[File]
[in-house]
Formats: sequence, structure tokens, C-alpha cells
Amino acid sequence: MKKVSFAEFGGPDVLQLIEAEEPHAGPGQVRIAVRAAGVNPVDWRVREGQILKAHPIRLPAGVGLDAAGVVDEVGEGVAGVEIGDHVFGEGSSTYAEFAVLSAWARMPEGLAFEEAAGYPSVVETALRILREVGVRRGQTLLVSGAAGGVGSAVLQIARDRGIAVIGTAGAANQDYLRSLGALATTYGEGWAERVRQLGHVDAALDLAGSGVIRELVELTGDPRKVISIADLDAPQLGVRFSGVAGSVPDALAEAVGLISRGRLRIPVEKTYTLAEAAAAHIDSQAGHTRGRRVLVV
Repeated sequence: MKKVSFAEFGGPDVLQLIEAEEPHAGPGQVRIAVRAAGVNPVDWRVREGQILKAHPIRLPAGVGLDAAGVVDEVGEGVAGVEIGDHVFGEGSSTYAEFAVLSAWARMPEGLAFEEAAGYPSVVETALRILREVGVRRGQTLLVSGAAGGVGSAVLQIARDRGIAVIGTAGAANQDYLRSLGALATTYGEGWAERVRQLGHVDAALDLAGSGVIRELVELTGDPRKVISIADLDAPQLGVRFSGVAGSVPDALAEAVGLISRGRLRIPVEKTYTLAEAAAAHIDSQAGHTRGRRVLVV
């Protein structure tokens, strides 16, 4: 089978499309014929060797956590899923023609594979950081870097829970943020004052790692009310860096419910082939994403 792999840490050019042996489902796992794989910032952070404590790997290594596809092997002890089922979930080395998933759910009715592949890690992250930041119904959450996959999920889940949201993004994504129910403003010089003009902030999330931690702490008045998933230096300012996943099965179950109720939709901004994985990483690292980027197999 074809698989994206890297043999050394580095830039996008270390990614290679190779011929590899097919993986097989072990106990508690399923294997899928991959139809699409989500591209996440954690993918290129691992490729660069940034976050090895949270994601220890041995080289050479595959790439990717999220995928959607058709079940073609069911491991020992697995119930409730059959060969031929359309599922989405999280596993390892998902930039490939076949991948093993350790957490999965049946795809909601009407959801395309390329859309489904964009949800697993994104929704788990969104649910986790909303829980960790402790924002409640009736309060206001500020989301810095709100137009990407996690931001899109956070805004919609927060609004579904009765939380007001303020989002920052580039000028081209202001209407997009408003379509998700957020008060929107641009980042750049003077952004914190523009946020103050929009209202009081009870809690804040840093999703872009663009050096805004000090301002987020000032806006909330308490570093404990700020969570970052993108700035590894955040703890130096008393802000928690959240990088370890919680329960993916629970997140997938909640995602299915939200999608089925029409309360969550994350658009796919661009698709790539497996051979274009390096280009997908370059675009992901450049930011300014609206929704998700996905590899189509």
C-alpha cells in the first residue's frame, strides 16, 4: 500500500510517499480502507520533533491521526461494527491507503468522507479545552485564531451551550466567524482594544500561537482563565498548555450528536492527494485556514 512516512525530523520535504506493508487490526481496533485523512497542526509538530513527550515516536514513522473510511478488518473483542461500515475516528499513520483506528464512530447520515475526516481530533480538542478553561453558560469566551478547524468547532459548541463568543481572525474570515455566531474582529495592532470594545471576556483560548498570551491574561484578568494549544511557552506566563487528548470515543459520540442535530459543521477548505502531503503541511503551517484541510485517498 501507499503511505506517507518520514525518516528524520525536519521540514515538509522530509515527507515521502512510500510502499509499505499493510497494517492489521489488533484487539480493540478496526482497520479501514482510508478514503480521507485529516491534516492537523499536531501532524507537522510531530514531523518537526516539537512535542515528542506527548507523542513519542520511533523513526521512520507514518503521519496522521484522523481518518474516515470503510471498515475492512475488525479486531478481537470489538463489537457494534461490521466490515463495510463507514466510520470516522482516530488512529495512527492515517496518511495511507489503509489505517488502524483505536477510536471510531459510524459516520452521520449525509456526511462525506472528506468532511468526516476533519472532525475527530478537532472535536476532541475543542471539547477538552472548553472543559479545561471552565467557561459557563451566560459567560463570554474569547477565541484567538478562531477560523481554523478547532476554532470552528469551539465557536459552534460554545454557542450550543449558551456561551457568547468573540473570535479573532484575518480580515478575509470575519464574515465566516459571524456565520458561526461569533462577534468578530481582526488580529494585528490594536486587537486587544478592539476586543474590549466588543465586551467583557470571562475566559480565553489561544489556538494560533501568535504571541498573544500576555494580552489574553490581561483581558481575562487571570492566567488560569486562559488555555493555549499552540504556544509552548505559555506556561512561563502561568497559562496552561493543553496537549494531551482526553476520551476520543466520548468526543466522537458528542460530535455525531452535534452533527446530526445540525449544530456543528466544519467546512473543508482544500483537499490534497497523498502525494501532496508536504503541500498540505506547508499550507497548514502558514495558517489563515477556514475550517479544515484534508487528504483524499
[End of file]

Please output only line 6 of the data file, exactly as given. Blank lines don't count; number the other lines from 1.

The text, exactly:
C-alpha cells in the first residue's frame, strides 16, 4: 500500500510517499480502507520533533491521526461494527491507503468522507479545552485564531451551550466567524482594544500561537482563565498548555450528536492527494485556514 512516512525530523520535504506493508487490526481496533485523512497542526509538530513527550515516536514513522473510511478488518473483542461500515475516528499513520483506528464512530447520515475526516481530533480538542478553561453558560469566551478547524468547532459548541463568543481572525474570515455566531474582529495592532470594545471576556483560548498570551491574561484578568494549544511557552506566563487528548470515543459520540442535530459543521477548505502531503503541511503551517484541510485517498 501507499503511505506517507518520514525518516528524520525536519521540514515538509522530509515527507515521502512510500510502499509499505499493510497494517492489521489488533484487539480493540478496526482497520479501514482510508478514503480521507485529516491534516492537523499536531501532524507537522510531530514531523518537526516539537512535542515528542506527548507523542513519542520511533523513526521512520507514518503521519496522521484522523481518518474516515470503510471498515475492512475488525479486531478481537470489538463489537457494534461490521466490515463495510463507514466510520470516522482516530488512529495512527492515517496518511495511507489503509489505517488502524483505536477510536471510531459510524459516520452521520449525509456526511462525506472528506468532511468526516476533519472532525475527530478537532472535536476532541475543542471539547477538552472548553472543559479545561471552565467557561459557563451566560459567560463570554474569547477565541484567538478562531477560523481554523478547532476554532470552528469551539465557536459552534460554545454557542450550543449558551456561551457568547468573540473570535479573532484575518480580515478575509470575519464574515465566516459571524456565520458561526461569533462577534468578530481582526488580529494585528490594536486587537486587544478592539476586543474590549466588543465586551467583557470571562475566559480565553489561544489556538494560533501568535504571541498573544500576555494580552489574553490581561483581558481575562487571570492566567488560569486562559488555555493555549499552540504556544509552548505559555506556561512561563502561568497559562496552561493543553496537549494531551482526553476520551476520543466520548468526543466522537458528542460530535455525531452535534452533527446530526445540525449544530456543528466544519467546512473543508482544500483537499490534497497523498502525494501532496508536504503541500498540505506547508499550507497548514502558514495558517489563515477556514475550517479544515484534508487528504483524499